Egyptian security forces closed the agency’s security and internet cameras and searched the premise overnight, the agency said. The workers’ passports, cell phones and computers were confiscated, he said, adding that no explanation was given to the agency’s lawyer.
Turkey’s Foreign Ministry condemned the raid, demanded the immediate release of Anadolu employees and summoned the top Egyptian diplomat in protest, a ministry official said.
“The raid last night by Egyptian security forces at the Anadolu Agency office in Cairo and the arrest of some of the office workers without justification amounts to harassment and intimidation against the Turkish media,” he said. Ministry in a statement.
“We hope that the Egyptian authorities will immediately release the detained employees,” the ministry added.
He also blamed Western nations for the raid, accusing them of “turning a blind eye” to rights violations in Egypt.
In a clearly worded statement, the Egyptian Ministry of Foreign Affairs expressed its “total and complete rejection” of Turkey’s response, and defended its security forces for acting legally. He said Turkey’s concerns about press freedom in Egypt obscured the country’s rampant violations of freedom of expression and human rights.
The Interior Ministry of Egypt said it targeted the news agency as part of its “efforts to expose the conspiracies of the terrorist Muslim Brotherhood and the countries that support it.”
The Islamist party of the Turkish president, Recep Tayyip Erdogan, has long backed the Muslim Brotherhood, now illegal and clandestine in Egypt. Countries had close ties during the one-year presidency of Mohamed Morsi, a figure of the Muslim Brotherhood whose divisive government sparked mass protests.
As defense minister, Abdel Fattah el-Sissi led the military removal of Morsi, and has since qualified the enemy group of the state.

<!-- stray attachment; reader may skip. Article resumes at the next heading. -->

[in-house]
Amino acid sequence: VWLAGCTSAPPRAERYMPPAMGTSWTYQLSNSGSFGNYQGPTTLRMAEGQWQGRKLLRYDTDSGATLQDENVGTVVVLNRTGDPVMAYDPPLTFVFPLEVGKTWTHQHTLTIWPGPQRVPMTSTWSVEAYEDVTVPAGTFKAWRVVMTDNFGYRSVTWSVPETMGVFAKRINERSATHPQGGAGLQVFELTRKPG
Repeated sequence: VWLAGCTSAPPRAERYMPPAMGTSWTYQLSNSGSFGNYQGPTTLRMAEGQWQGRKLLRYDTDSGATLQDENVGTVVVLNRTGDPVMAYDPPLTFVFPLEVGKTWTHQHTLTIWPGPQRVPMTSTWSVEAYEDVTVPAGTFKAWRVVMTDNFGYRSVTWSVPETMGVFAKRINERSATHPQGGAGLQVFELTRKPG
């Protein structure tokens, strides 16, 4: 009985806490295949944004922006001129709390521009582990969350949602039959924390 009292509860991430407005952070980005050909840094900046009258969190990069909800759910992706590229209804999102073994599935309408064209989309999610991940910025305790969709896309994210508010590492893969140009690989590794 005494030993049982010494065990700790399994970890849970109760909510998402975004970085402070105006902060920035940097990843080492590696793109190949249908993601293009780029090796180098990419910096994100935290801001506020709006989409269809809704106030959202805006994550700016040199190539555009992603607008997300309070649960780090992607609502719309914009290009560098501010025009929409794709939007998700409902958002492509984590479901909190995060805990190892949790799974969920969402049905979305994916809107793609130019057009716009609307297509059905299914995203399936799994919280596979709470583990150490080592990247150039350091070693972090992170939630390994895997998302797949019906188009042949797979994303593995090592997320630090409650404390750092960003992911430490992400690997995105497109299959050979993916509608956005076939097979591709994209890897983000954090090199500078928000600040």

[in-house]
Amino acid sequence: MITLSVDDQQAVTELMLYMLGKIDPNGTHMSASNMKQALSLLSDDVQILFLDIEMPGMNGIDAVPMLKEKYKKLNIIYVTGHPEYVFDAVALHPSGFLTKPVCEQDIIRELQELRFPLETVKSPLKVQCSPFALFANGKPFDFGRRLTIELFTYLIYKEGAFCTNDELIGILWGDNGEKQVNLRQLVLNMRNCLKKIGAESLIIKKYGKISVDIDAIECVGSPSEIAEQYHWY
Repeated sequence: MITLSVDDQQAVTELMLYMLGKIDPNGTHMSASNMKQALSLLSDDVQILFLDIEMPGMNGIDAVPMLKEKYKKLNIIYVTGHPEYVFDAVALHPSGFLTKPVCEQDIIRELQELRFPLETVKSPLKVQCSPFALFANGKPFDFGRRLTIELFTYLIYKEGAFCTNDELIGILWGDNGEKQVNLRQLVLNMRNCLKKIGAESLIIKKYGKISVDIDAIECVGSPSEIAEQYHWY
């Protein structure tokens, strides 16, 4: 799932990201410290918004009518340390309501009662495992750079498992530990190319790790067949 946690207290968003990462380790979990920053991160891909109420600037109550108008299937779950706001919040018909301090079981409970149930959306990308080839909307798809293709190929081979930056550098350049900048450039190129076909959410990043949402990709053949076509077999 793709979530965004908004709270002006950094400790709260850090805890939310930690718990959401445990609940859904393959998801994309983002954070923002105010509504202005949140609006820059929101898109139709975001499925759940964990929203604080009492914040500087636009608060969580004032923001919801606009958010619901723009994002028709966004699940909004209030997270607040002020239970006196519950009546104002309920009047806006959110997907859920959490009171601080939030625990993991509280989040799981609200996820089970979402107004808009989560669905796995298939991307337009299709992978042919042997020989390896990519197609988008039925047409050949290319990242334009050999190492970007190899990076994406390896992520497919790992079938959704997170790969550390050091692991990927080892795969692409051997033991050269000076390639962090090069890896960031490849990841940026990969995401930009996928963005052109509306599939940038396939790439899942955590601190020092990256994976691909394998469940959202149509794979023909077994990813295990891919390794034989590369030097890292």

The ministry accused Anadolu of spreading “false news with the aim of distorting the image of Egypt.”
He said security forces raided an apartment in the heart of Cairo that Anadolu used as an impromptu office and arrested the four employees, including two journalists, for investigation.
The incident reflects the growing tensions between Turkey and Egypt.
As part of a wider regional rivalry, Turkey and Egypt support opposing sides in the chaotic war in Libya. In an attempt to increase its influence in the eastern Mediterranean, Ankara recently signed security and maritime agreements with the government of Libya, backed by the UN and based in Tripoli. The agreements caused a particular outrage in Egypt, which supports the Eastern forces of General Khalifa Hifter. Egypt sees Turkey as a threat to its drilling, pipelines and other maritime rights in the Mediterranean Sea.
In recent years, Egyptian authorities have jailed dozens of Egyptian reporters and occasionally expelled foreign journalists from the country. Egypt remains one of the worst incarceration of journalists in the world, along with Turkey and China, according to the Committee for the Protection of Journalists, a control body based in the United States.
“Journalists operating in Egypt should not have to work for fear of being used to resolve political scores between countries,” said Sherif Mansour, coordinator of the CPJ program for the Middle East and North Africa.
The group urged Egyptian authorities to free agency employees and “stop using false news charges to harass and silence the media.”
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